# Minkowski's Inequality for 0<p<1

The Question: Let $X=\mathbb{C}^n$ and $0<p<1$. Define $d_p$ by $d_p(z,w)= (\sum \limits_{k=1}^{n} |z_k-w_k|^p)^\frac{1}{p}$, where $z=(z_1,z_2,\ldots, z_n)$ and $w=(w_1, w_2, \ldots, w_n)$ are in $\mathbb{C}^n$. Does $d_p$ define a metric on $\mathbb{C}^n$. My Work: I have been playing around with factoring these sums out and I think I have came up with why it fails. I have found that for $0<p<1$ you actually end up with the reciprocal of Minkowski's Inequality, whcih would fail the triangle inequality. Am I on the right track? Thanks for any hints and help!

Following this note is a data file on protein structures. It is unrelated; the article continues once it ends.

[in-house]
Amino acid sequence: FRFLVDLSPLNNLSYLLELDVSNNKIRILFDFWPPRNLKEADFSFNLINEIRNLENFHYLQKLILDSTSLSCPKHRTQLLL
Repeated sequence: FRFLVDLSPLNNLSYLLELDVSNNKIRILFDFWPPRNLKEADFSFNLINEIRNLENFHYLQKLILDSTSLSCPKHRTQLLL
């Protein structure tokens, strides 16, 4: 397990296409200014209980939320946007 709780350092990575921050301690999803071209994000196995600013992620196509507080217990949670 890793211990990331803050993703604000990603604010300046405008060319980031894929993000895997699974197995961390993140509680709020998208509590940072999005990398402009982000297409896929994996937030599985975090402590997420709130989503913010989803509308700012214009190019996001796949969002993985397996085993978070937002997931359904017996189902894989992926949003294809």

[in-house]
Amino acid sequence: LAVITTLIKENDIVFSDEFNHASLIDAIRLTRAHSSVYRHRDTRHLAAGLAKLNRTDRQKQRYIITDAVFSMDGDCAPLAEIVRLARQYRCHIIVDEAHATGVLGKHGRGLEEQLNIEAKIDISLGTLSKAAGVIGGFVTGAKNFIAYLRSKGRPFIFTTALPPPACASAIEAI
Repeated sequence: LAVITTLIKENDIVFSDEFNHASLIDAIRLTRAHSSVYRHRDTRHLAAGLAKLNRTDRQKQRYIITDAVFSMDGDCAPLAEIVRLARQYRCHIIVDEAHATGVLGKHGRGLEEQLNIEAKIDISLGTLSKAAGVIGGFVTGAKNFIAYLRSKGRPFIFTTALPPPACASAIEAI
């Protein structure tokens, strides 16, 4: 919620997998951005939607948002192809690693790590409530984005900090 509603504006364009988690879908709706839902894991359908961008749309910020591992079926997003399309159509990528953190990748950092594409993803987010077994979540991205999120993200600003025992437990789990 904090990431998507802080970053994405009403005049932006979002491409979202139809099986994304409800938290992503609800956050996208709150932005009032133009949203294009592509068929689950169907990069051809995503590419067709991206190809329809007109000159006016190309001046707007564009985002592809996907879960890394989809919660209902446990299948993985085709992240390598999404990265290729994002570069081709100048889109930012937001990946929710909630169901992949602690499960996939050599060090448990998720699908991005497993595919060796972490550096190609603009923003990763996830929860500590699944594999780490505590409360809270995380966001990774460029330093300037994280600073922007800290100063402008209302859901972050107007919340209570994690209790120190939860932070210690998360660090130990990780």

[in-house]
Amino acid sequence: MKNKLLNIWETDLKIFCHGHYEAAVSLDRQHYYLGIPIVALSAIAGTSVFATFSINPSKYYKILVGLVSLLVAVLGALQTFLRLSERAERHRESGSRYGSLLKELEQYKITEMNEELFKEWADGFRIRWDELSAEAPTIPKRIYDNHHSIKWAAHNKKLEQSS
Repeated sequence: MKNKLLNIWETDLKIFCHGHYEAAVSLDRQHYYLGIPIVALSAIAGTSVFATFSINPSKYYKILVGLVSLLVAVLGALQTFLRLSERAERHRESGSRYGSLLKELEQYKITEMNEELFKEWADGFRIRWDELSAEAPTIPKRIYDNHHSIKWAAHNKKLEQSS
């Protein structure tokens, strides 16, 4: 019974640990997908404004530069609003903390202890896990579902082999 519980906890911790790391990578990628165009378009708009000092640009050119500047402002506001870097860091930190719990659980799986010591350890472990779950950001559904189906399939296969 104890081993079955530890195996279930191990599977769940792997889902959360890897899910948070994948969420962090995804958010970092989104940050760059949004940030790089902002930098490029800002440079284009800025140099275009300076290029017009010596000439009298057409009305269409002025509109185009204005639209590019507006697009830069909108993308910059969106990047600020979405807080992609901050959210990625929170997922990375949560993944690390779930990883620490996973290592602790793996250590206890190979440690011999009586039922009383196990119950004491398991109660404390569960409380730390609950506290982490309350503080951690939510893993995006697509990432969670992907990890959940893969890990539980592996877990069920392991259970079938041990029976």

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If $0<p<1$, $d_{p}(\cdot)$ does not define a metric; rather, it defines what is known as a "quasi-metric" in the sense that $d(x,z)\leq C(d(x,y)+d(y,z))$ for some constant $C\geq1$. This has to do with the fact that the function $|x|^{p}$ is concave for $p<1$, whereas when $p\geq1$ it is convex (and so one can take $C=1$ in that case). If you discard the constant $C$, you end up with a reverse triangle inequality: $d(x,z)\geq d(x,y)+d(y,z)$.